What Makes a Person a Writer?
I secretly signed up for NaNoWriMo (National Novel Writing Month) in November 2011, though I had never finished a novel before. As an artsy person, I had tons of story ideas, surely I could write a book by the end of the month? I finished the 50k book a day before the deadline! I went on to complete another book in June, and a third in August of the same year. What I learned from the experience is that I can finish a book, or whatever “it” happens to be, if there is a deadline. Though I completed the rough drafts—and I mean rough, rough drafts—I didn’t know if that made me a writer. Was I a poser or a pretend writer? I guess I had a prior mental image of what a real writer looked like, or that a person needed some sort of degree.
With that said, there will always be writing virtuosos among us; the authors that exhibit skillful deployment of language as quickly as Rembrandt painted portraits. However, writing novels (at least fiction) is storytelling. Storytelling does not require an English degree–though it can help. The components for language are not the same as the ability to tell convincing stories. Likewise, being a great musician doesn’t require a person to be an expert at music theory or reading music. Whether what you write is good enough for the masses or not depends on the passion you have for it, what you put into it, the quality of the story you tell, how much its crafted, and especially, getting it out to the right readers.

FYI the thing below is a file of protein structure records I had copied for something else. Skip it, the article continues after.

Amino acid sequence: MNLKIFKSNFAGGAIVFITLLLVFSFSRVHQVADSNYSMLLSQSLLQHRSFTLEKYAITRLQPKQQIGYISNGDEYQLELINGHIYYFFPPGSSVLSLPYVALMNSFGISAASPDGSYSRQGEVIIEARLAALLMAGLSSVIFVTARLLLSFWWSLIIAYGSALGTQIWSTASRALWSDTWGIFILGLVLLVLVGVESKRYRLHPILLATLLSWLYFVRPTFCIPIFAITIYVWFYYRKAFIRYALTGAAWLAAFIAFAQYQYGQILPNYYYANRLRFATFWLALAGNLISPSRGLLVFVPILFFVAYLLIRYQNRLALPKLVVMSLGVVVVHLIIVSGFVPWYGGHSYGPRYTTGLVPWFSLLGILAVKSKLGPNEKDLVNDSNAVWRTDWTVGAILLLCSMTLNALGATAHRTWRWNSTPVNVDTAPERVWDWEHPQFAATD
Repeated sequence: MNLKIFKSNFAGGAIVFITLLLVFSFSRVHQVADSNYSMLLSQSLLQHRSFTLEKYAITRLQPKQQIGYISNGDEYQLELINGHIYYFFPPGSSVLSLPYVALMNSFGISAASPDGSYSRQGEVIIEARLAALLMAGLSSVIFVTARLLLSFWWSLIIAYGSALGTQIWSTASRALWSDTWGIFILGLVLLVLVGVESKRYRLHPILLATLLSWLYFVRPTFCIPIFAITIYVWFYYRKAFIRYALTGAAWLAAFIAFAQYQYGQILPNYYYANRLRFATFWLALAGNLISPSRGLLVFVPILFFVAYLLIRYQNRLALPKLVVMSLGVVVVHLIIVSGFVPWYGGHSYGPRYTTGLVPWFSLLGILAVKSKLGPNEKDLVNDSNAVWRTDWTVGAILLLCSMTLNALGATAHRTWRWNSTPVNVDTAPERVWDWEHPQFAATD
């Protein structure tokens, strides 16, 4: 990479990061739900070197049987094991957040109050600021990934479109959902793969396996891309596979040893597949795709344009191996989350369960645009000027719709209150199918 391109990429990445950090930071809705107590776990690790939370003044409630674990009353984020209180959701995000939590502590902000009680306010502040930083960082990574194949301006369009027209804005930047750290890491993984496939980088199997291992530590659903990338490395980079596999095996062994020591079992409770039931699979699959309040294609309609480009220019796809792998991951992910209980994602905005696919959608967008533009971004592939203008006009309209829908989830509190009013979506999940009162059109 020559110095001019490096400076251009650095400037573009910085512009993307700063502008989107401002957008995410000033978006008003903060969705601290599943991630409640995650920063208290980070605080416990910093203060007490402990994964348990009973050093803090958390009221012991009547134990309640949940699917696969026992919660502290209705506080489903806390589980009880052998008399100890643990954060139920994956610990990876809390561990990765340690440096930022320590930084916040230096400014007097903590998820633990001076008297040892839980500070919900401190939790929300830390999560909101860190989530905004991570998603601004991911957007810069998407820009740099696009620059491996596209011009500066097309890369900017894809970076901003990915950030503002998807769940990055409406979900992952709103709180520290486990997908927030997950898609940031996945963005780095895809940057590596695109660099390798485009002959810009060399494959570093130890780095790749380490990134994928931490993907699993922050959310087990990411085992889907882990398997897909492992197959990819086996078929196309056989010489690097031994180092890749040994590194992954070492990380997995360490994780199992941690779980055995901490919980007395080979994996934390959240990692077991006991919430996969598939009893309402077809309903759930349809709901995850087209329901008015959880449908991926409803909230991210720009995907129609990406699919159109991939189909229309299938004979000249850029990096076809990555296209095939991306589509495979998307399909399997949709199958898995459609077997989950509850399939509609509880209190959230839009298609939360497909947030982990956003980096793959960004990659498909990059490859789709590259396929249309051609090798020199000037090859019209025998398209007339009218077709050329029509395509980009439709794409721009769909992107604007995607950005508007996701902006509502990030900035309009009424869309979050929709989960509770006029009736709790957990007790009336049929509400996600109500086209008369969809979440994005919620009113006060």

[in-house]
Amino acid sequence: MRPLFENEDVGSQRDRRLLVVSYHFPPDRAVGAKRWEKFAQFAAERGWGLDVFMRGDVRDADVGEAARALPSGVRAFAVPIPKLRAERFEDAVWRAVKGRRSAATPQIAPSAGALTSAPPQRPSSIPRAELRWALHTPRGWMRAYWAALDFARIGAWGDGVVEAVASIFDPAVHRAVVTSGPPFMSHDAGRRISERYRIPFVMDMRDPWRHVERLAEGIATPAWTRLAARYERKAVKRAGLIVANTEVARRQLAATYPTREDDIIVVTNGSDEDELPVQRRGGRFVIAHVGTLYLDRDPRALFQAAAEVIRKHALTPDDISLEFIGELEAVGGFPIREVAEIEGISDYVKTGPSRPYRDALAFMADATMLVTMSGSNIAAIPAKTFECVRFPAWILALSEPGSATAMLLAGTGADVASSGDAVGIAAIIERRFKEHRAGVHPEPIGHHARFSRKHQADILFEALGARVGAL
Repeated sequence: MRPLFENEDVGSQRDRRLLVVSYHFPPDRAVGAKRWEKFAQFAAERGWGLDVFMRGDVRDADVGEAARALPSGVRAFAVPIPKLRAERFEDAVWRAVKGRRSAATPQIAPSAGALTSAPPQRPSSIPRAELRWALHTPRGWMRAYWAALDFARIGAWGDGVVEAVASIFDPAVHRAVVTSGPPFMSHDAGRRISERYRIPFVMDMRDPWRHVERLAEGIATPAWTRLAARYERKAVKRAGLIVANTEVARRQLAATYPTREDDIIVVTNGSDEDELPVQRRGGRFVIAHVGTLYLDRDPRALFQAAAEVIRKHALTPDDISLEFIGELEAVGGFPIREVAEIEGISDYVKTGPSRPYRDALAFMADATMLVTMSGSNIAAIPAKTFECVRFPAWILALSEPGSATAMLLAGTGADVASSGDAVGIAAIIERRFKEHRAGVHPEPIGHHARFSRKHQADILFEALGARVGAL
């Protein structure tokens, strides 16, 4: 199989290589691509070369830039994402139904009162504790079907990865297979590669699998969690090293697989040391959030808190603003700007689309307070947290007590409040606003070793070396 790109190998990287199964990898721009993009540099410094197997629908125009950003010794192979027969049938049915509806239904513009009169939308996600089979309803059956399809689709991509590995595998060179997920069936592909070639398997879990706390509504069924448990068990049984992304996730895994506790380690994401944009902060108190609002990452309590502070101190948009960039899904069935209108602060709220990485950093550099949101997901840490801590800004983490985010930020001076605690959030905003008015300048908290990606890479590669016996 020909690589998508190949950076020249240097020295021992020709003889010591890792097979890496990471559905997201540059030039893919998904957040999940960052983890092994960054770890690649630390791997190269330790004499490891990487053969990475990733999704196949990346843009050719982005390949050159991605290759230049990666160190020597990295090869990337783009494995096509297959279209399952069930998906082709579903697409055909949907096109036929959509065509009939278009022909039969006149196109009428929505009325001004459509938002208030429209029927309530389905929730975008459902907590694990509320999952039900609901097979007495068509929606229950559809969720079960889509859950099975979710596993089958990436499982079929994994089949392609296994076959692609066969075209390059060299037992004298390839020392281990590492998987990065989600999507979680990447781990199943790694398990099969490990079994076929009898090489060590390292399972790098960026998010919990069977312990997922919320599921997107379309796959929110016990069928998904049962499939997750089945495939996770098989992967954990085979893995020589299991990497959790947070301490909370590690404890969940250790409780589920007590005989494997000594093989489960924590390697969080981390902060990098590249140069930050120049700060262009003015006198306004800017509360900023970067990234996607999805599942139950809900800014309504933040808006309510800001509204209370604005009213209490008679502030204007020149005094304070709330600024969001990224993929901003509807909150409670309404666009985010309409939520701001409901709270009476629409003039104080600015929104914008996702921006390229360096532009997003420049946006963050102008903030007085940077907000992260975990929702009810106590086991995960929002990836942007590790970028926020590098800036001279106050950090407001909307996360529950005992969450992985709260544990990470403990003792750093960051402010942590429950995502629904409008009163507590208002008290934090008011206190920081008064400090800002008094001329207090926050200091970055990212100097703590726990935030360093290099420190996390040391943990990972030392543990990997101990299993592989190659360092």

According to Julia Cameron, known for The Artist Way series, “If you write, you’re a writer.” There is no qualification test required before a person can officially be labeled a writer. Without a doubt, that there is a difference between “dabbling” and having actual books. If you finish what you write, then you have a book. Once you have that, you can do anything with it. It can be edited, illustrated, published, made into a movie, and many other things.
If you write, you’re a writer. But, you do have to finish it first.
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